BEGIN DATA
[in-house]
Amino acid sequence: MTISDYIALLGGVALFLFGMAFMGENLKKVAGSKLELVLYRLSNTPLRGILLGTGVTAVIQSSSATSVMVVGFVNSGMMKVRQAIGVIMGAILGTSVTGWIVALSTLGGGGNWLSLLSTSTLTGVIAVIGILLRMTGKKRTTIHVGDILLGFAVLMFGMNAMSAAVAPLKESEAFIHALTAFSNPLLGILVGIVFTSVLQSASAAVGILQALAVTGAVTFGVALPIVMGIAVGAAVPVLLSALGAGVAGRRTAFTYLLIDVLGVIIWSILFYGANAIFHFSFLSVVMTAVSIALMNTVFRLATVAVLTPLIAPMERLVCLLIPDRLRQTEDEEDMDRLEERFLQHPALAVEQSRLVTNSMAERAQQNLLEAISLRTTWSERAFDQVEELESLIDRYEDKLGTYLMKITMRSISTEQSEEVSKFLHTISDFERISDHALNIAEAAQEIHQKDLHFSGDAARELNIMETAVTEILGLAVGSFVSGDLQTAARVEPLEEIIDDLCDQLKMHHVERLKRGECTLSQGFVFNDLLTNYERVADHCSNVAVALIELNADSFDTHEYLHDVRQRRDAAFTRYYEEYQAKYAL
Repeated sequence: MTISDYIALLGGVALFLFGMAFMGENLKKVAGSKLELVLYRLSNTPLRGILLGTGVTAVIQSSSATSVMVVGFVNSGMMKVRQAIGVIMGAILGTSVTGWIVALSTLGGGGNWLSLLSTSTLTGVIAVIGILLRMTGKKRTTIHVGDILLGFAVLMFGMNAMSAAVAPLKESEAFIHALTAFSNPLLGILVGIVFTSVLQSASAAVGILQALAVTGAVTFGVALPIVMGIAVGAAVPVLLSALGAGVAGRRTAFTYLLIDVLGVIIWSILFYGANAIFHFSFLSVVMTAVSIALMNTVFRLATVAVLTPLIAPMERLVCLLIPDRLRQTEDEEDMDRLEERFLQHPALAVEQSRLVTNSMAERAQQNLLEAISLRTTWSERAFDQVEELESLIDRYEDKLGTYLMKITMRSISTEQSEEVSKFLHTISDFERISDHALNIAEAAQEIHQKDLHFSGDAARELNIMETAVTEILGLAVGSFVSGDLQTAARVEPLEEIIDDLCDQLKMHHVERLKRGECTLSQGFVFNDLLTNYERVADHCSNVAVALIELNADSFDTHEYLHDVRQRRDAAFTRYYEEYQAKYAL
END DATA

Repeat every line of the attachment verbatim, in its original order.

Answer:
[in-house]
Amino acid sequence: MTISDYIALLGGVALFLFGMAFMGENLKKVAGSKLELVLYRLSNTPLRGILLGTGVTAVIQSSSATSVMVVGFVNSGMMKVRQAIGVIMGAILGTSVTGWIVALSTLGGGGNWLSLLSTSTLTGVIAVIGILLRMTGKKRTTIHVGDILLGFAVLMFGMNAMSAAVAPLKESEAFIHALTAFSNPLLGILVGIVFTSVLQSASAAVGILQALAVTGAVTFGVALPIVMGIAVGAAVPVLLSALGAGVAGRRTAFTYLLIDVLGVIIWSILFYGANAIFHFSFLSVVMTAVSIALMNTVFRLATVAVLTPLIAPMERLVCLLIPDRLRQTEDEEDMDRLEERFLQHPALAVEQSRLVTNSMAERAQQNLLEAISLRTTWSERAFDQVEELESLIDRYEDKLGTYLMKITMRSISTEQSEEVSKFLHTISDFERISDHALNIAEAAQEIHQKDLHFSGDAARELNIMETAVTEILGLAVGSFVSGDLQTAARVEPLEEIIDDLCDQLKMHHVERLKRGECTLSQGFVFNDLLTNYERVADHCSNVAVALIELNADSFDTHEYLHDVRQRRDAAFTRYYEEYQAKYAL
Repeated sequence: MTISDYIALLGGVALFLFGMAFMGENLKKVAGSKLELVLYRLSNTPLRGILLGTGVTAVIQSSSATSVMVVGFVNSGMMKVRQAIGVIMGAILGTSVTGWIVALSTLGGGGNWLSLLSTSTLTGVIAVIGILLRMTGKKRTTIHVGDILLGFAVLMFGMNAMSAAVAPLKESEAFIHALTAFSNPLLGILVGIVFTSVLQSASAAVGILQALAVTGAVTFGVALPIVMGIAVGAAVPVLLSALGAGVAGRRTAFTYLLIDVLGVIIWSILFYGANAIFHFSFLSVVMTAVSIALMNTVFRLATVAVLTPLIAPMERLVCLLIPDRLRQTEDEEDMDRLEERFLQHPALAVEQSRLVTNSMAERAQQNLLEAISLRTTWSERAFDQVEELESLIDRYEDKLGTYLMKITMRSISTEQSEEVSKFLHTISDFERISDHALNIAEAAQEIHQKDLHFSGDAARELNIMETAVTEILGLAVGSFVSGDLQTAARVEPLEEIIDDLCDQLKMHHVERLKRGECTLSQGFVFNDLLTNYERVADHCSNVAVALIELNADSFDTHEYLHDVRQRRDAAFTRYYEEYQAKYAL